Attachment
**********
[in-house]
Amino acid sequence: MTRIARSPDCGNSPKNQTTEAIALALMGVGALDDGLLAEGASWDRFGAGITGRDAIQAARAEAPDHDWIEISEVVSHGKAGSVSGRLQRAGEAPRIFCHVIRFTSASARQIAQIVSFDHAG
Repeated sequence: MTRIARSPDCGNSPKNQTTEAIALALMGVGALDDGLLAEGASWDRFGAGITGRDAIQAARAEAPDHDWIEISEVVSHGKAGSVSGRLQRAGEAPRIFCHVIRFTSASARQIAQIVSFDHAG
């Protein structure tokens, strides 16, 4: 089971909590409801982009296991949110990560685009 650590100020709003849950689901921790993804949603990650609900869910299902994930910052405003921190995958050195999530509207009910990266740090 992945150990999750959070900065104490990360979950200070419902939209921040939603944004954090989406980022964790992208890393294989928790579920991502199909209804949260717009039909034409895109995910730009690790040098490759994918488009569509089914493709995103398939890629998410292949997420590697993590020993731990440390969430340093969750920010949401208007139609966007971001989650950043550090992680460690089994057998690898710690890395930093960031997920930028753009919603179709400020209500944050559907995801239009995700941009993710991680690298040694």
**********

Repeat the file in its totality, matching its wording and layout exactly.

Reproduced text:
[in-house]
Amino acid sequence: MTRIARSPDCGNSPKNQTTEAIALALMGVGALDDGLLAEGASWDRFGAGITGRDAIQAARAEAPDHDWIEISEVVSHGKAGSVSGRLQRAGEAPRIFCHVIRFTSASARQIAQIVSFDHAG
Repeated sequence: MTRIARSPDCGNSPKNQTTEAIALALMGVGALDDGLLAEGASWDRFGAGITGRDAIQAARAEAPDHDWIEISEVVSHGKAGSVSGRLQRAGEAPRIFCHVIRFTSASARQIAQIVSFDHAG
């Protein structure tokens, strides 16, 4: 089971909590409801982009296991949110990560685009 650590100020709003849950689901921790993804949603990650609900869910299902994930910052405003921190995958050195999530509207009910990266740090 992945150990999750959070900065104490990360979950200070419902939209921040939603944004954090989406980022964790992208890393294989928790579920991502199909209804949260717009039909034409895109995910730009690790040098490759994918488009569509089914493709995103398939890629998410292949997420590697993590020993731990440390969430340093969750920010949401208007139609966007971001989650950043550090992680460690089994057998690898710690890395930093960031997920930028753009919603179709400020209500944050559907995801239009995700941009993710991680690298040694």